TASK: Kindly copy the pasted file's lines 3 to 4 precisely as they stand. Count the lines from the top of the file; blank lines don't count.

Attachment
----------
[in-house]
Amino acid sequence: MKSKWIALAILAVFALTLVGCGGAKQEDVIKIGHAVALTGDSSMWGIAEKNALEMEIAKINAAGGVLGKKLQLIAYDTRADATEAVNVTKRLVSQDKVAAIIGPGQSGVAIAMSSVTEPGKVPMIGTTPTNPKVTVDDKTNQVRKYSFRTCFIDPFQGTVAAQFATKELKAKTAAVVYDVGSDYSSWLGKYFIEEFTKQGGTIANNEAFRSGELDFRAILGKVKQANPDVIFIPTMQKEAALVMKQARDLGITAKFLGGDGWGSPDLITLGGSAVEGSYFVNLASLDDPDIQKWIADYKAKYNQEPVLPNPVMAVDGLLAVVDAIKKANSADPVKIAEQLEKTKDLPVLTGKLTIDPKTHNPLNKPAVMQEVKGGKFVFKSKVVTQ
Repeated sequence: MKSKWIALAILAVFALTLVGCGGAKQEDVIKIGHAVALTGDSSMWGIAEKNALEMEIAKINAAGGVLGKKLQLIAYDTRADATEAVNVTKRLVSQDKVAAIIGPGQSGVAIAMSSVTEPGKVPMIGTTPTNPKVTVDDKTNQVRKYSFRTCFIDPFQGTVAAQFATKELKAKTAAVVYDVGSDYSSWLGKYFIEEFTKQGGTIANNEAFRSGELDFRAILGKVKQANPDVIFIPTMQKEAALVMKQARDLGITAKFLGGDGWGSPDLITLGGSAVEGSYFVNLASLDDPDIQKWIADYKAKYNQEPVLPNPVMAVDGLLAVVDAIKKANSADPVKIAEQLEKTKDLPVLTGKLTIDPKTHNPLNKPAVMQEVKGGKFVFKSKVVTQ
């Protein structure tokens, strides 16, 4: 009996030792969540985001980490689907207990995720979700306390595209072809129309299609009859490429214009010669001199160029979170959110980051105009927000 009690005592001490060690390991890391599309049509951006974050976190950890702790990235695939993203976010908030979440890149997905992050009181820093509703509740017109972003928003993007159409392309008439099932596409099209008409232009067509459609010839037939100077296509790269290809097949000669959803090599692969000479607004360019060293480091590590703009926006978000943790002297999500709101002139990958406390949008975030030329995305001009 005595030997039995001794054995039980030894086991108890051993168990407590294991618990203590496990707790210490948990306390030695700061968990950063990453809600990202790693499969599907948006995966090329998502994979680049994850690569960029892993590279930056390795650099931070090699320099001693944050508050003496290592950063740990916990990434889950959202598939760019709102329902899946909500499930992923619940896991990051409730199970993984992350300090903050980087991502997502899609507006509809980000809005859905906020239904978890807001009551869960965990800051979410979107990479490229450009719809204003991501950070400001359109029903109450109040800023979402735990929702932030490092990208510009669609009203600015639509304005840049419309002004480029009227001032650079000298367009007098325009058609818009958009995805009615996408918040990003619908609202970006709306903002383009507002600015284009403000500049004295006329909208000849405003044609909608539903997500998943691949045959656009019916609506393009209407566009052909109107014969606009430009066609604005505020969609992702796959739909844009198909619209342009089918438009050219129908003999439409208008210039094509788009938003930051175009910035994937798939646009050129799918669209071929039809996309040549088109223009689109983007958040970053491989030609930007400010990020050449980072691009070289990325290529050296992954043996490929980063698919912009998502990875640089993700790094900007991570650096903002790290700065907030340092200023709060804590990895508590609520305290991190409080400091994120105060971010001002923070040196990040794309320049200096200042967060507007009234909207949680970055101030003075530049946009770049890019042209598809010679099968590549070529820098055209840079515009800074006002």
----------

Repeated sequence: MKSKWIALAILAVFALTLVGCGGAKQEDVIKIGHAVALTGDSSMWGIAEKNALEMEIAKINAAGGVLGKKLQLIAYDTRADATEAVNVTKRLVSQDKVAAIIGPGQSGVAIAMSSVTEPGKVPMIGTTPTNPKVTVDDKTNQVRKYSFRTCFIDPFQGTVAAQFATKELKAKTAAVVYDVGSDYSSWLGKYFIEEFTKQGGTIANNEAFRSGELDFRAILGKVKQANPDVIFIPTMQKEAALVMKQARDLGITAKFLGGDGWGSPDLITLGGSAVEGSYFVNLASLDDPDIQKWIADYKAKYNQEPVLPNPVMAVDGLLAVVDAIKKANSADPVKIAEQLEKTKDLPVLTGKLTIDPKTHNPLNKPAVMQEVKGGKFVFKSKVVTQ
């Protein structure tokens, strides 16, 4: 009996030792969540985001980490689907207990995720979700306390595209072809129309299609009859490429214009010669001199160029979170959110980051105009927000 009690005592001490060690390991890391599309049509951006974050976190950890702790990235695939993203976010908030979440890149997905992050009181820093509703509740017109972003928003993007159409392309008439099932596409099209008409232009067509459609010839037939100077296509790269290809097949000669959803090599692969000479607004360019060293480091590590703009926006978000943790002297999500709101002139990958406390949008975030030329995305001009 005595030997039995001794054995039980030894086991108890051993168990407590294991618990203590496990707790210490948990306390030695700061968990950063990453809600990202790693499969599907948006995966090329998502994979680049994850690569960029892993590279930056390795650099931070090699320099001693944050508050003496290592950063740990916990990434889950959202598939760019709102329902899946909500499930992923619940896991990051409730199970993984992350300090903050980087991502997502899609507006509809980000809005859905906020239904978890807001009551869960965990800051979410979107990479490229450009719809204003991501950070400001359109029903109450109040800023979402735990929702932030490092990208510009669609009203600015639509304005840049419309002004480029009227001032650079000298367009007098325009058609818009958009995805009615996408918040990003619908609202970006709306903002383009507002600015284009403000500049004295006329909208000849405003044609909608539903997500998943691949045959656009019916609506393009209407566009052909109107014969606009430009066609604005505020969609992702796959739909844009198909619209342009089918438009050219129908003999439409208008210039094509788009938003930051175009910035994937798939646009050129799918669209071929039809996309040549088109223009689109983007958040970053491989030609930007400010990020050449980072691009070289990325290529050296992954043996490929980063698919912009998502990875640089993700790094900007991570650096903002790290700065907030340092200023709060804590990895508590609520305290991190409080400091994120105060971010001002923070040196990040794309320049200096200042967060507007009234909207949680970055101030003075530049946009770049890019042209598809010679099968590549070529820098055209840079515009800074006002």